Time in Gascony is time spent eating duck meat and, in my case, learning about the Gascon reverence for duck. I did not consume duck livers there however. One day last year I saw them for sale at our local markets and on impulse bought 500gms. This is how I prepared them. I like them so much this way, I have not strayed from the basic recipe borne out of what was in my refrigerator and larder at the time. —krusher
- Serves 1
small red onion, finely sliced
French shallots, finely sliced
clove of garlic, finely chopped
tomatoes, de-seeded and finely chopped
duck livers, trimmed and sliced thinly
extra virgin olive oil
brandy (Armagnac if you have)
Italian flat leaf parsley, chopped
soft green lettuce leaves for toast
salt and pepper as desired
- On moderate heat, cook the onion and French shallots in the olive oil in a frying pan until they are soft and caramelizing. Stir periodically to ensure the mixture does not catch. Salt it to your taste. Add the garlic and continue the cooking process for another 4-5 minutes. Be careful not to brown them. Add the diced tomatoes and continue to cook until they are just beginning to soften. Remove from the pan into a bowl.
- Wipe the frying pan out with a paper towel. Add more olive oil. When the pan is medium hot, place the duck livers in to cook for about 2-minutes on each side. It is easy to dry the slices out so be prepared to move quickly if they are cooked on the outside and pink inside. They will continue to cook a bit after being taken from the pan.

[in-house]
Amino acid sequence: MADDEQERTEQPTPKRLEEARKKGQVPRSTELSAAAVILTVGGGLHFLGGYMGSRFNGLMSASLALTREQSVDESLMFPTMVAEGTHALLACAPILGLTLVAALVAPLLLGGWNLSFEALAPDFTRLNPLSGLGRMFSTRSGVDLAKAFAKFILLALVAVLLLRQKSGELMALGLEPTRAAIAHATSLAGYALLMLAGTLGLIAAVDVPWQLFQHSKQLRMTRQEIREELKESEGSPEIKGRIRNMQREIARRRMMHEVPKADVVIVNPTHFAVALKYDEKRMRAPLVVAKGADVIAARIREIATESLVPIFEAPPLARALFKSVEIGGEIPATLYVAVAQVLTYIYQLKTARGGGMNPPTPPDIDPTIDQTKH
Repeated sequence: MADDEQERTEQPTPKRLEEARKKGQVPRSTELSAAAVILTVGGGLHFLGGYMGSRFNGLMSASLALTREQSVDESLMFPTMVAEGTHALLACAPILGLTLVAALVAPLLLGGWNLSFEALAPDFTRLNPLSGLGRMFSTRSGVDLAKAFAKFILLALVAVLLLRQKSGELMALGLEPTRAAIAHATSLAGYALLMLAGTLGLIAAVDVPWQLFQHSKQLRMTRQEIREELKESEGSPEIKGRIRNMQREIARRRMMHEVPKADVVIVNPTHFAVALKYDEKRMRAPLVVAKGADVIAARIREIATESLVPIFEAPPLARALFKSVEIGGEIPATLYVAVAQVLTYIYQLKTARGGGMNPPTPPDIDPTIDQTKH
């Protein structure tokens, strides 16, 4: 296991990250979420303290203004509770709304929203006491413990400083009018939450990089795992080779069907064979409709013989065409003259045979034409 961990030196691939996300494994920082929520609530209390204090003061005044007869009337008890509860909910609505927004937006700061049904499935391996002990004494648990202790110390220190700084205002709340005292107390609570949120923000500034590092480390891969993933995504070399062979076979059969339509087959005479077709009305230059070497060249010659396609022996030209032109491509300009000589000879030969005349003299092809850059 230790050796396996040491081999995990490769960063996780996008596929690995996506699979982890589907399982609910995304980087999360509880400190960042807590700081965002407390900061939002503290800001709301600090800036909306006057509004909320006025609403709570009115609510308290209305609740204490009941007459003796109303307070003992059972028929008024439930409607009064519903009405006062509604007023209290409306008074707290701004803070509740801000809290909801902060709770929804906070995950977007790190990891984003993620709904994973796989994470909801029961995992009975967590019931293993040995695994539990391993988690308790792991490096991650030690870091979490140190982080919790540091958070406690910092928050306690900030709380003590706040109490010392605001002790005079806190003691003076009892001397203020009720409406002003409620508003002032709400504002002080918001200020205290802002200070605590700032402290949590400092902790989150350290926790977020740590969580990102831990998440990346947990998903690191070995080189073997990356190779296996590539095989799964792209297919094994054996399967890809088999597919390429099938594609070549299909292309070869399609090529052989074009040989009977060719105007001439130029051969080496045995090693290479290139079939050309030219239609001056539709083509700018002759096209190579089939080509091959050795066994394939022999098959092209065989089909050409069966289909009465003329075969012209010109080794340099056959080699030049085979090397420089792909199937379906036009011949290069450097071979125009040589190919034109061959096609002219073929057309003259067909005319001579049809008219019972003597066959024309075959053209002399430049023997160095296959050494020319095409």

- Turn up the heat under the pan and, when hot, pour in the brandy and ignite. When flame has died down stir any caught food from the bottom. When the brandy has almost cooked away, fold through the vegetables plus the handful of parsley and the chicken liver to quickly warm.
- Quickly toast 2 slices of wholemeal slices of bread. When toasted, brush them lightly with extra virgin olive oil. Place the soft green lettuce leaves on the bread. Spoon the duck livers and vegetables on the toast. Dinner for 1 is served. The recipe can be multiplied to cater for the number dining. Smaller serves would make a delightful small starter to a meal.